Harker’s Studio fighting to avoid its curtain call

Sadiq Khan’s office has admitted there is ‘no real opportunity to save’ the historic Harker’s Studio in Walworth from development this month, despite a petition gaining more than 4,000 signatures backed by celebrated actors including Dame Judi Dench and Sir Anthony Hopkins.

Campaigners hope to stop the Grade II listed Edwardian building on Queen’s Row from being converted into luxury flats by Greencastle Worldwide Ltd, but time is running out to save the creative workplace.

The studio is one of only six theatrical scene-painting workshops left in London. It is still used by artists who may have to leave this week.

Sadeysa Greenaway-Bailey, a theatre designer, scenic artist, and campaign organiser said: “For 113 years Harker’s Studio has served as a creative workspace feeding the theatrical industry, but spaces like this are largely disappearing.

“There is something special about this building because of the amount of history that it has, it’s in the very bricks and mortar of the place.”

Justine Simmonds, Deputy Mayor for Culture, responded to the petition on October 11.

She said: “I am really saddened that this wonderful historic facility will be lost to the creative industries.

“We have spoken to Southwark Council but as planning permission was already granted at the end of [2016] there is no real opportunity to save this space.”

Ms Greenaway-Bailey said the campaigning group remain hopeful and will continue to lobby Southwark Council and and rally support from arts and cultural organisations across the capital.

The group are calling on Londoners to sign a Change.org petition in last-ditch attempt to stop the redevelopment and raise awareness of the threatened workshop.

They believe Harker’s Studio can help boost the borough’s creative industry and significantly contribute to London’s economy.

In an open letter published this year, campaigners said: “The fight for Harkers Studio comes at a boom time for the creative industries, which have seen over a third more economic growth than the UK average.

“Theatre in London is a major cultural industry, but the loss of creative workspace is on the way to becoming a substantial issue for London’s theatres, as freelance practitioners are forced out of the city.”

Joseph Harker, a Victorian landscape painter whose name was immortalised in Bram Stoker’s Dracula, built the studio in 1904.

His signature remains marked on one of the building’s internal walls alongside others belonging to contemporaries from his career as a scenic painter for Drury Lane, Covent Garden and the Lyceum theatre.

Harker has a long-line theatrical descendants including the actress Susannah Harker, most famous for playing Jane Bennett in the BBC adaptation of Austen’s Pride and Prejudice, who has lent her support to the campaign.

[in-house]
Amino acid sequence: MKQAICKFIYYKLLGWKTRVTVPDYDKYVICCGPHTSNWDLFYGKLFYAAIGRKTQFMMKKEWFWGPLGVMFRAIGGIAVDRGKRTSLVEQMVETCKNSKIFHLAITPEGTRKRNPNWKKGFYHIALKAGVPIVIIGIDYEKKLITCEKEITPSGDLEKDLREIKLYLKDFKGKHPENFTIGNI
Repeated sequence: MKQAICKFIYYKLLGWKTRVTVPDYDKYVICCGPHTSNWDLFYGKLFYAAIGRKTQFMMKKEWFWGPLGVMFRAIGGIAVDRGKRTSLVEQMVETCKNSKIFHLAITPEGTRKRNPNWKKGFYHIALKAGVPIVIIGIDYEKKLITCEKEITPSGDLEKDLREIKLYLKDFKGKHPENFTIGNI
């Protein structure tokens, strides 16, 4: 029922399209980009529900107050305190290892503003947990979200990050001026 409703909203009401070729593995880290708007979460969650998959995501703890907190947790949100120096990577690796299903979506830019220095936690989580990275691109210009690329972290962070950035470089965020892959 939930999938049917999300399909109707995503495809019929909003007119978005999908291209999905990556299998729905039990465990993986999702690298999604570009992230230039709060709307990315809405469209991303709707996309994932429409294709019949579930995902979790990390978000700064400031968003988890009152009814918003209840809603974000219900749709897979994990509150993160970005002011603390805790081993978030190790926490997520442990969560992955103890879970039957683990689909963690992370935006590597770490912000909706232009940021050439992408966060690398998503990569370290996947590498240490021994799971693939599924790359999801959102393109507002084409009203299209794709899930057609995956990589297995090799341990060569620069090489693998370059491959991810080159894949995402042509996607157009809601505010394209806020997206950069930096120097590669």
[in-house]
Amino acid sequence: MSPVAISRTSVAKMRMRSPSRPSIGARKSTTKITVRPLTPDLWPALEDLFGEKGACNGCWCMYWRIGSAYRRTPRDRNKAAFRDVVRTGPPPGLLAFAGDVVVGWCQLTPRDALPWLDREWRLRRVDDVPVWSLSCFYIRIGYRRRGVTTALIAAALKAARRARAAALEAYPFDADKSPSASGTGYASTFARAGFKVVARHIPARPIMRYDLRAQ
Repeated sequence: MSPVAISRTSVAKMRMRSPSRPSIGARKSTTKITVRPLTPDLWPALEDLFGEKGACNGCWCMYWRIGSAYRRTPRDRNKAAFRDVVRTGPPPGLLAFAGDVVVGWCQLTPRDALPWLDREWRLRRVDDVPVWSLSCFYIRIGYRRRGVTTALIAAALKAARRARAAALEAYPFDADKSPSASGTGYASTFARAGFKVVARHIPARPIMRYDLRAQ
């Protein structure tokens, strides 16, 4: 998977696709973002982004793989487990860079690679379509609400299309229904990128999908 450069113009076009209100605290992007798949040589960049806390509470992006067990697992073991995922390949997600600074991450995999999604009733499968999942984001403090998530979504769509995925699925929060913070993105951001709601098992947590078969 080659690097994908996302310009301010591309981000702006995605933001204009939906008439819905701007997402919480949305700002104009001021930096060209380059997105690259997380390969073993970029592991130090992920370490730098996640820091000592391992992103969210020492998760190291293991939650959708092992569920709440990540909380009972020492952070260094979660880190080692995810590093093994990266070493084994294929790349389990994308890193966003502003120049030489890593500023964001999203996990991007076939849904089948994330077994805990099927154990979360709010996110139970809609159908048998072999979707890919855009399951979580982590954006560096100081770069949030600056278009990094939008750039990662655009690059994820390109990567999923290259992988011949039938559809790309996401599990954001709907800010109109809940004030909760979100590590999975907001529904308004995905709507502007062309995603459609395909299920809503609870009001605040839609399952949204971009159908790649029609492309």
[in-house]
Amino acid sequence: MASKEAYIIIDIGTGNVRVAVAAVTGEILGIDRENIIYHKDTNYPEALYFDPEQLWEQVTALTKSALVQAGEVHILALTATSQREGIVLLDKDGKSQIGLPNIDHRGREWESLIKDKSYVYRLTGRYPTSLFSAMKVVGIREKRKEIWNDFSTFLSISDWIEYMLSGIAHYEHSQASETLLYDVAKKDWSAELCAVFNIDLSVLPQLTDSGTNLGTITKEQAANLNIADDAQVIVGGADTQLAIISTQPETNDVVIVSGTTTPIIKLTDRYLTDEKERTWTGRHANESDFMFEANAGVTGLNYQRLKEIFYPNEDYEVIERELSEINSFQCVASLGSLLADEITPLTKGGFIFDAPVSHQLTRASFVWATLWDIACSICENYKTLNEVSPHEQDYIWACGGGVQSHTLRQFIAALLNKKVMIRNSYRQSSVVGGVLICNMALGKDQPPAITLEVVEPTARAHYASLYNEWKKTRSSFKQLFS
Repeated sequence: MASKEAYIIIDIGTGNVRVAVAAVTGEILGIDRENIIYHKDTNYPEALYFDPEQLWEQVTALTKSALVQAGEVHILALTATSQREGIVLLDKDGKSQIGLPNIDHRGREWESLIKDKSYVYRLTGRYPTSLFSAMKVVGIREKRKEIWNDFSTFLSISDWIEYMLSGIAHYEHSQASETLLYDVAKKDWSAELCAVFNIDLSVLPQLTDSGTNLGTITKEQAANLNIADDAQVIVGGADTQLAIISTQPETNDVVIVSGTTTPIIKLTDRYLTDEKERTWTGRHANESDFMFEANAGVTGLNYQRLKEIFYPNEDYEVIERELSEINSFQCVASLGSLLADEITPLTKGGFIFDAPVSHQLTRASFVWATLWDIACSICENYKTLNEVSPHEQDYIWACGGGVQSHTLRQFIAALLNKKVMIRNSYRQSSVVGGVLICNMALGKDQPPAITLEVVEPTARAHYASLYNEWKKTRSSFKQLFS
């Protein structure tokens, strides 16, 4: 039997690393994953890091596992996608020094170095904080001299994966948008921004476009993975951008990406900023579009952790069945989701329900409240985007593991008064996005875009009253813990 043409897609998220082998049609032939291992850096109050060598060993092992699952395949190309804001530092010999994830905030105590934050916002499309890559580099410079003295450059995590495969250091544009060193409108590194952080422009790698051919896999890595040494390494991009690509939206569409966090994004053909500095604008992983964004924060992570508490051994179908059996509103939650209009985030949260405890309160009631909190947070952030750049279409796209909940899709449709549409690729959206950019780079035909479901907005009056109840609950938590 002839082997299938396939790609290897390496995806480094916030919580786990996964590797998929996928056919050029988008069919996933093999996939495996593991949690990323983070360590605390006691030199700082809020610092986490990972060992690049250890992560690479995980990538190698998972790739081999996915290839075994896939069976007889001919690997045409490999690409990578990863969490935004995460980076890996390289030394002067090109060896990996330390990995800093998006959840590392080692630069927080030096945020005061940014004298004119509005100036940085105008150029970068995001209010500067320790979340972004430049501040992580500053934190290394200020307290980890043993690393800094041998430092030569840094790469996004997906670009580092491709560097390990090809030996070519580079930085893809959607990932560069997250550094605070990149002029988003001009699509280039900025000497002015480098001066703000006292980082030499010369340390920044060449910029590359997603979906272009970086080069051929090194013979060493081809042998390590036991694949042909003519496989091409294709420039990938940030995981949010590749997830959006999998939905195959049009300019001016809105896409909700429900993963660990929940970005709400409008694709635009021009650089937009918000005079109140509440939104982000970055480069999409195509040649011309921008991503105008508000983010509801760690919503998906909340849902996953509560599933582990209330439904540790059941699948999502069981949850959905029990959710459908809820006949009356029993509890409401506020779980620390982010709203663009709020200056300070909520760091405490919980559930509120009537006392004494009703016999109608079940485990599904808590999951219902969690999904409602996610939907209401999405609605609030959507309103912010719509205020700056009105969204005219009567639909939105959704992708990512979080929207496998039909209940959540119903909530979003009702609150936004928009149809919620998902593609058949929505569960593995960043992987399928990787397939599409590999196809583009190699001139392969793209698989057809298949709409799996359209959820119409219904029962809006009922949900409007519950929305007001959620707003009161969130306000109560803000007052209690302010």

Other high-profile supporters include playwright Tom Stoppard, and actors Sir Ian McKellen, Dame Judi Dench and Sir Anthony Hopkins.

The large workshop was specially designed to provide ample room to produce hand-painted theatre backdrops. The original frames built by Harker can hold canvases 40 feet high.

The painting studio continued to produce scenic designs for the West End and other UK theatres until the 1990s, and was used to create David Hockney’s celebrated backdrops for the Glyndebourne opera festival.

Today the studio provides work space for freelance London-based artists and set designers, many of whom work for the capital’s theatres.

After surviving the blitz and large-scale house clearances in Walworth and Camberwell after World War Two, Southwark Council approved the planning application to turn the listed building into flats in 2016, but artists working in the building did not realise the redevelopment was happening until the planning application had already been granted.

The group says that the studio is a powerful historical reminder of Southwark’s central role London’s theatrical history – and a vital creative space in a borough rapidly changing from the effects of gentrification.

Ms Greenaway-Bailey said: “Our campaign is about a much wider issue of the loss of space for artists and creatives across London, too.”

Ann Roche, who signed the campaign, wrote on the petition page: “Southwark have let too much of our social and industrial heritage disappear to the benefit of the private developer.

“Harker’s Studio is a unique building, with a unique story in an area currently being stripped of all character; replaced instead by largely unaffordable apartments. Once gone, this cannot be replaced.”

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